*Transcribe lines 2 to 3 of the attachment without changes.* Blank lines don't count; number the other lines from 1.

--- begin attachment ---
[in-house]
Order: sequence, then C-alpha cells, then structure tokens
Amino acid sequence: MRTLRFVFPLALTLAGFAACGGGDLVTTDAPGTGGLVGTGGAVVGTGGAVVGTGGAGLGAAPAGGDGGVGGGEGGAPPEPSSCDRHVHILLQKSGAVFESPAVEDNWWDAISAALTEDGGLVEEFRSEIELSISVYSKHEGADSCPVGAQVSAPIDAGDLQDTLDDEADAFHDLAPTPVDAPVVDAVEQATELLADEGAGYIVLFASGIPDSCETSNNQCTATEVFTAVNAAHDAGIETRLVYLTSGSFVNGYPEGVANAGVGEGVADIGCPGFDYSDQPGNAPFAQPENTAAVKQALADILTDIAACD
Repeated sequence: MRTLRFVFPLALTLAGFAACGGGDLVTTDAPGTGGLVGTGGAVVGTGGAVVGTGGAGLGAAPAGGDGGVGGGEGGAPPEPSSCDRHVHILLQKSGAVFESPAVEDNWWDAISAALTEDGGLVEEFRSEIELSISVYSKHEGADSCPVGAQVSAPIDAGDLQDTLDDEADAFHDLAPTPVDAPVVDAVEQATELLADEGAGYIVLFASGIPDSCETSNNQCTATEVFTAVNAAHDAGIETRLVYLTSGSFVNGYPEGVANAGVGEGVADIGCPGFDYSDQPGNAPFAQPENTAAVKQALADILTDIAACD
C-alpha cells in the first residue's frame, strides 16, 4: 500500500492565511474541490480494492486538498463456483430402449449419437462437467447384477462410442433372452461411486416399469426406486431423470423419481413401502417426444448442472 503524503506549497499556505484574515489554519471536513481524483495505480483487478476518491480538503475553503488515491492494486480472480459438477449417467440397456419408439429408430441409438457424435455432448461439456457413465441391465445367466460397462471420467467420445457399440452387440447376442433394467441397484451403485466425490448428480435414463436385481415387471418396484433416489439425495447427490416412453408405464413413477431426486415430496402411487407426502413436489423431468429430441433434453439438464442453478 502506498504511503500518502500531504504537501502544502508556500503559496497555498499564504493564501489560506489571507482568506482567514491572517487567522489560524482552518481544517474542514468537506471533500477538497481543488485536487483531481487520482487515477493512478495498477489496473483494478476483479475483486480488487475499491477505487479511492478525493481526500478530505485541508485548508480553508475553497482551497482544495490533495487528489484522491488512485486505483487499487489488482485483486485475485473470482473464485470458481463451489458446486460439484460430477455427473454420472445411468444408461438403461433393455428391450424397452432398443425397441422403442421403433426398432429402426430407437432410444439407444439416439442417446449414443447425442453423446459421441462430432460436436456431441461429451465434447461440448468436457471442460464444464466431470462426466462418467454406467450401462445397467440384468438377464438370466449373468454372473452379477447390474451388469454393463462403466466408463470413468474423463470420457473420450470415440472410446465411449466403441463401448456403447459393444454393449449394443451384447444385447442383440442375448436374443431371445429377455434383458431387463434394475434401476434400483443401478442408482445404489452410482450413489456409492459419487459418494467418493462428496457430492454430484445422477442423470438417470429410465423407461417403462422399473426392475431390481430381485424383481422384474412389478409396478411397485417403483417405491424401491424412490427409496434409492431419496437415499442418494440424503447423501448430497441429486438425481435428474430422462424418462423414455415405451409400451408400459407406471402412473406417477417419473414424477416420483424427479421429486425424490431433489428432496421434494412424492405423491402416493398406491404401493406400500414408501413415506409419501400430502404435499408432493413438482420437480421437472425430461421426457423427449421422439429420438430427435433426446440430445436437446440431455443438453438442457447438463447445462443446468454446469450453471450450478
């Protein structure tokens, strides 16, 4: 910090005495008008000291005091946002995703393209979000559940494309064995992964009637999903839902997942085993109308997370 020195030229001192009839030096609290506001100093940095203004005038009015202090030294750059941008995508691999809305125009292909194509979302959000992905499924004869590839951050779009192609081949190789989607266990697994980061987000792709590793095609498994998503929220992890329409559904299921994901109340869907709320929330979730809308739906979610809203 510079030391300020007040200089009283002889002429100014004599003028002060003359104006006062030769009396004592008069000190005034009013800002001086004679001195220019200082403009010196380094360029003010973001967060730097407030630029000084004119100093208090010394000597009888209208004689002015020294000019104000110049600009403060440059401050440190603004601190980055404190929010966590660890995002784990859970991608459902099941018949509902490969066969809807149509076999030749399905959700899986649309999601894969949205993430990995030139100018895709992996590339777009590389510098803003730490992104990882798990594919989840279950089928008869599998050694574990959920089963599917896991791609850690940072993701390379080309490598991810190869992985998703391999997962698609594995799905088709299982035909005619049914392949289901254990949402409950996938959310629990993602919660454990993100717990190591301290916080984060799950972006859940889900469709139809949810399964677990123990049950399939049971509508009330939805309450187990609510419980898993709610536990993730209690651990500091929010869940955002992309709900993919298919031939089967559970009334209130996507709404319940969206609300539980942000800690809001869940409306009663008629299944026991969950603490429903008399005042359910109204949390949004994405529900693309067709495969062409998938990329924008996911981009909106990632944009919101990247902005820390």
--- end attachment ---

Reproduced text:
Order: sequence, then C-alpha cells, then structure tokens
Amino acid sequence: MRTLRFVFPLALTLAGFAACGGGDLVTTDAPGTGGLVGTGGAVVGTGGAVVGTGGAGLGAAPAGGDGGVGGGEGGAPPEPSSCDRHVHILLQKSGAVFESPAVEDNWWDAISAALTEDGGLVEEFRSEIELSISVYSKHEGADSCPVGAQVSAPIDAGDLQDTLDDEADAFHDLAPTPVDAPVVDAVEQATELLADEGAGYIVLFASGIPDSCETSNNQCTATEVFTAVNAAHDAGIETRLVYLTSGSFVNGYPEGVANAGVGEGVADIGCPGFDYSDQPGNAPFAQPENTAAVKQALADILTDIAACD